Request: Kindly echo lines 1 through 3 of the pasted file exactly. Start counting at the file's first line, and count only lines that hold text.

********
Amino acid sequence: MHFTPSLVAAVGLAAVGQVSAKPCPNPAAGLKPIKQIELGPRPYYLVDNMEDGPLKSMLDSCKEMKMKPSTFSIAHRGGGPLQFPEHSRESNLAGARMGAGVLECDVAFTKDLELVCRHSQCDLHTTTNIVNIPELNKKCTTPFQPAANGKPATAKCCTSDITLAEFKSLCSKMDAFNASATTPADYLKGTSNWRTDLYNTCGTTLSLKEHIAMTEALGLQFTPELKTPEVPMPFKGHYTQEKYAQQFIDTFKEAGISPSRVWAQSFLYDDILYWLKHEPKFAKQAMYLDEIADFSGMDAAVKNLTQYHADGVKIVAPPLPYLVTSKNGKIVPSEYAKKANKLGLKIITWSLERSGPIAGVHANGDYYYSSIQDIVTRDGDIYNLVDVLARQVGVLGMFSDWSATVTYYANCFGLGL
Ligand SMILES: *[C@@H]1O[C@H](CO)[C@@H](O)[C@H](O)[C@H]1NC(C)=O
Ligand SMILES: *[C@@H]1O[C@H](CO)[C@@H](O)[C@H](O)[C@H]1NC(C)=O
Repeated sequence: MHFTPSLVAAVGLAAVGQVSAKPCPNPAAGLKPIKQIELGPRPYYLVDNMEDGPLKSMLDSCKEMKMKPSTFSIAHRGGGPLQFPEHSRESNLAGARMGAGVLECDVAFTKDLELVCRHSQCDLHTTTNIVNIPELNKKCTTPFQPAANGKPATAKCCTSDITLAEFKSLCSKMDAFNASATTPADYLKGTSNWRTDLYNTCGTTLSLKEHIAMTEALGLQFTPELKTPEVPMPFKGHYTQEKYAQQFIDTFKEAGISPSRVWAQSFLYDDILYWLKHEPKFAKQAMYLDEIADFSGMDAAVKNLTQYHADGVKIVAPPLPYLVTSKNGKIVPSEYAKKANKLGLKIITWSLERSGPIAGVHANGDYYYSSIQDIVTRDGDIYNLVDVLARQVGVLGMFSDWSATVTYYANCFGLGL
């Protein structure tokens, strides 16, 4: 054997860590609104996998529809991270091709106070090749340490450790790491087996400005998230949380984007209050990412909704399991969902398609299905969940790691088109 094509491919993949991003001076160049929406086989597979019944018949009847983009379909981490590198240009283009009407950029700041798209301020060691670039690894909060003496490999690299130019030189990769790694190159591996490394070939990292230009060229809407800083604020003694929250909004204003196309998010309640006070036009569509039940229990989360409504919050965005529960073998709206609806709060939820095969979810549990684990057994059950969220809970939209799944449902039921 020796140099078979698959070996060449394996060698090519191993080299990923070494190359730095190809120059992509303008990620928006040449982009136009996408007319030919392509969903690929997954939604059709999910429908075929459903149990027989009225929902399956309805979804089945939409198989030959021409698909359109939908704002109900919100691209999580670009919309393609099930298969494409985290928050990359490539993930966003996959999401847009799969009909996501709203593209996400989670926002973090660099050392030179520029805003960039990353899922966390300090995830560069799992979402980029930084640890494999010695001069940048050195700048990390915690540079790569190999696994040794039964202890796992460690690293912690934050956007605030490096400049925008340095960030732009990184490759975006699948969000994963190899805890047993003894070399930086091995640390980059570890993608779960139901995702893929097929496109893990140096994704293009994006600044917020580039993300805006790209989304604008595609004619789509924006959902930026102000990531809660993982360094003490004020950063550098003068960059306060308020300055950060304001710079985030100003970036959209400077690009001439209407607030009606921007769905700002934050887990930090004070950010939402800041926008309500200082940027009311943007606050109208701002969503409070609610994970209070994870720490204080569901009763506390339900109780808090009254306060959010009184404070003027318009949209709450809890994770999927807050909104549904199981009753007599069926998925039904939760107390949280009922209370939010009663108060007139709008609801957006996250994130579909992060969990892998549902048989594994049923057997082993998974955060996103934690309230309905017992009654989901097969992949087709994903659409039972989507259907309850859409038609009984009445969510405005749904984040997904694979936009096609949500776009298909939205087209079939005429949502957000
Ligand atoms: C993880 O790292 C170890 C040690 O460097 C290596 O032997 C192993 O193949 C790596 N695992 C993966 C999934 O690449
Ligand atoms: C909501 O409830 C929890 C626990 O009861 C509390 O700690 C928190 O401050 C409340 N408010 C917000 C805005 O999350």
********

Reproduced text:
Amino acid sequence: MHFTPSLVAAVGLAAVGQVSAKPCPNPAAGLKPIKQIELGPRPYYLVDNMEDGPLKSMLDSCKEMKMKPSTFSIAHRGGGPLQFPEHSRESNLAGARMGAGVLECDVAFTKDLELVCRHSQCDLHTTTNIVNIPELNKKCTTPFQPAANGKPATAKCCTSDITLAEFKSLCSKMDAFNASATTPADYLKGTSNWRTDLYNTCGTTLSLKEHIAMTEALGLQFTPELKTPEVPMPFKGHYTQEKYAQQFIDTFKEAGISPSRVWAQSFLYDDILYWLKHEPKFAKQAMYLDEIADFSGMDAAVKNLTQYHADGVKIVAPPLPYLVTSKNGKIVPSEYAKKANKLGLKIITWSLERSGPIAGVHANGDYYYSSIQDIVTRDGDIYNLVDVLARQVGVLGMFSDWSATVTYYANCFGLGL
Ligand SMILES: *[C@@H]1O[C@H](CO)[C@@H](O)[C@H](O)[C@H]1NC(C)=O
Ligand SMILES: *[C@@H]1O[C@H](CO)[C@@H](O)[C@H](O)[C@H]1NC(C)=O